With the decision in Maneka Gandhi Case, 1978, Freedom to move freely was said to be a fundamental right under Article 21 of the constitution. This provides that a person is liberal to move within the territory of India or outside it, with subject to reasonable restrictions and the Passport Authority cannot restrict anyone on baseless contentions.
Keeping the above-stated statement in view, the Supreme Court of India has added one more restriction under the umbrella of reasonable restrictions. The Supreme Court on March 19, 2020, in the case of, Shyam Sahni V/s Arjun Parkash & Others, said, “ In order to ensure the presence of the parties in the contempt proceedings, the Court is empowered to pass appropriate orders including the surrender of passport”. The bench comprised of Justices R. Banumathi and AS Bopanna.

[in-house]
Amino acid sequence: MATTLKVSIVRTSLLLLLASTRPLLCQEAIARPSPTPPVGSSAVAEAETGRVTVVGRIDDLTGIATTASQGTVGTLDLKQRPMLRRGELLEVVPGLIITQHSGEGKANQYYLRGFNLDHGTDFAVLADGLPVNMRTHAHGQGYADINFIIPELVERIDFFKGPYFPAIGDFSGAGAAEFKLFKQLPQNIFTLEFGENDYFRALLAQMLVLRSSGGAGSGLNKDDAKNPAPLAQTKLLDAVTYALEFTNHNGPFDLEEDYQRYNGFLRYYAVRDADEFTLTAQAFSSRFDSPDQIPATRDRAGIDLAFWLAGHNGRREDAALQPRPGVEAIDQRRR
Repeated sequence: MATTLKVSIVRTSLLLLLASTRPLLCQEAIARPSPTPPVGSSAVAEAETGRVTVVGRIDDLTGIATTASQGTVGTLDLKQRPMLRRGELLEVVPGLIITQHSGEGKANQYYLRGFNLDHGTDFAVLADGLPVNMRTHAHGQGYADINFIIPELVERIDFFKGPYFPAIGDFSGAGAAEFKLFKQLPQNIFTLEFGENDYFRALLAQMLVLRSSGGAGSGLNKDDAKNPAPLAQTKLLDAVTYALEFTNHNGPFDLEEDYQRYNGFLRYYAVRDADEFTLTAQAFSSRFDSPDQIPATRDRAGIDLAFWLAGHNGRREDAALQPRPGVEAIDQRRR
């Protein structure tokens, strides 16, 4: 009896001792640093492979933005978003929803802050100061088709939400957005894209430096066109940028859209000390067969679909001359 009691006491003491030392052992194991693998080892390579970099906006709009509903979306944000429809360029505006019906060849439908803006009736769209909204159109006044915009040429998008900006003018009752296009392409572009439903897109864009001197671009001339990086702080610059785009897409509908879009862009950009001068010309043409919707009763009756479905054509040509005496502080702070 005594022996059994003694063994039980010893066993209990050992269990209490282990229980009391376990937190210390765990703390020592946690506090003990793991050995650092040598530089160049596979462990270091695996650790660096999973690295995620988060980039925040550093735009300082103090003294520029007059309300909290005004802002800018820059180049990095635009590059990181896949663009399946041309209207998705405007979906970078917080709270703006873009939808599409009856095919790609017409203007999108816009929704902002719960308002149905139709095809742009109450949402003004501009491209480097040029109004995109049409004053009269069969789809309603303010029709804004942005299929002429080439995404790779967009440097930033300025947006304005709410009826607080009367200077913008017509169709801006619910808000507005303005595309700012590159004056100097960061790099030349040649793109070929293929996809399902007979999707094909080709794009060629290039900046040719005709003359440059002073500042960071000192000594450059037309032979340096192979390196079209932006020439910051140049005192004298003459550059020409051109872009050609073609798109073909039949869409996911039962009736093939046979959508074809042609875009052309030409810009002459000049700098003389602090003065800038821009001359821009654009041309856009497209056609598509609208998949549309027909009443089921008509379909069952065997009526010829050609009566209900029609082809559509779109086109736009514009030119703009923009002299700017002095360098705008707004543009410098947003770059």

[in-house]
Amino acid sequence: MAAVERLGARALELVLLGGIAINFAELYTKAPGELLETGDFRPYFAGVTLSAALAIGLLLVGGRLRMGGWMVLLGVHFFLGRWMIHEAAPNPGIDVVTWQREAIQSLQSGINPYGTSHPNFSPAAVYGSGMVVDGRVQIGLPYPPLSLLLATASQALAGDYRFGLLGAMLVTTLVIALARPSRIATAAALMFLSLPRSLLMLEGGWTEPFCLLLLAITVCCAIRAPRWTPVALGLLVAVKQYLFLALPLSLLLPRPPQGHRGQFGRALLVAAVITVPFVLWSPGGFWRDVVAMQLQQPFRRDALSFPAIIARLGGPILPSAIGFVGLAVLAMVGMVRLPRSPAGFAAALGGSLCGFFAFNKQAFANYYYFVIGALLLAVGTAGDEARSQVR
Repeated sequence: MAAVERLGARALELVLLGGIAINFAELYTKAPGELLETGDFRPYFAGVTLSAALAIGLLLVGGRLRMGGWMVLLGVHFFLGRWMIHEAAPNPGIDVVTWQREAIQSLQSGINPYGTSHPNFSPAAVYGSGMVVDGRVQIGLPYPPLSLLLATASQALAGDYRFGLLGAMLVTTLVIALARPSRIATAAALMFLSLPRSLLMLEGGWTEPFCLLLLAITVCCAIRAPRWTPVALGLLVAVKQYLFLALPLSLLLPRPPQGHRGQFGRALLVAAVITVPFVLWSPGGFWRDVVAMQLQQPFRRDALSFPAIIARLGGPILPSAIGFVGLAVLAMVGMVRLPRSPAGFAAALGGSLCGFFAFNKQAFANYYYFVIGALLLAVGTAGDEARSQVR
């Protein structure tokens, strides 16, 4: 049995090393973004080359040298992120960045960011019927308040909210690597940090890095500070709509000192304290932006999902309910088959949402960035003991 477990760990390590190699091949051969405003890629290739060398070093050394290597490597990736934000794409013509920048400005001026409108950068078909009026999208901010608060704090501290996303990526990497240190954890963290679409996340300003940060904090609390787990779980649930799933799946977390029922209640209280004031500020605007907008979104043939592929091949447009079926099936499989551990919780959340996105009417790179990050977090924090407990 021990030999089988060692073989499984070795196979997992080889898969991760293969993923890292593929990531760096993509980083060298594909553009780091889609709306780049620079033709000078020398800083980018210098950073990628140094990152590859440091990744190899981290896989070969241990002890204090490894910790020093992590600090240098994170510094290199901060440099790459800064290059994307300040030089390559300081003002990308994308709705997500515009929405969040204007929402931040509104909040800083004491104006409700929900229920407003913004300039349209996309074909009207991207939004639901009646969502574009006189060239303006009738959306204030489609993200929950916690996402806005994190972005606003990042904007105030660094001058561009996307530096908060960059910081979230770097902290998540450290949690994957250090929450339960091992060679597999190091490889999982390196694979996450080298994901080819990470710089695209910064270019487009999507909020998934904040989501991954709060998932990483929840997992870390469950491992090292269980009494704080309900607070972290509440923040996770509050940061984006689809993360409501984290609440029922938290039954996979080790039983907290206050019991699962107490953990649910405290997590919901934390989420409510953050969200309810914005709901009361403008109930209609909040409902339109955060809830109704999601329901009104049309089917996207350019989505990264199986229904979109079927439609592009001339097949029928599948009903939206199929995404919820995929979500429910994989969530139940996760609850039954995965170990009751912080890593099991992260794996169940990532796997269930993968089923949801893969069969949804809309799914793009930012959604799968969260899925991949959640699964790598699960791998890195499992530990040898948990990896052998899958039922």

This decision was given by the bench in an appeal case, which was originally filed in the High Court to seek a declaration, permanent injunction and possession of the suit property. The Single Judge granted an interim injunction restraining the defendants from selling, alienating or creating any third party rights in the suit property. Alleging disobedience of the injunction order by the defendants, the Single Judge directed the defendant to deposit his passport and made an order restraining him from leaving India. But later, the Division Bench set aside the order of Single Judge. And on the appeal, the Supreme Court has upheld the order of the Single Judge and considered such restrictions as valid and legal.
The Court while adjudicating the case, put a reference of Section 10(3) of The Passport Act, 1967, specifically, which states conditions for impounding of the passports by the authorities and among them sub-clause (e) states- if proceedings in respect of an offence alleged to have been committed by the holder of the passport or travel document are pending before a criminal court in India; in such a situation also the passport could be impounded.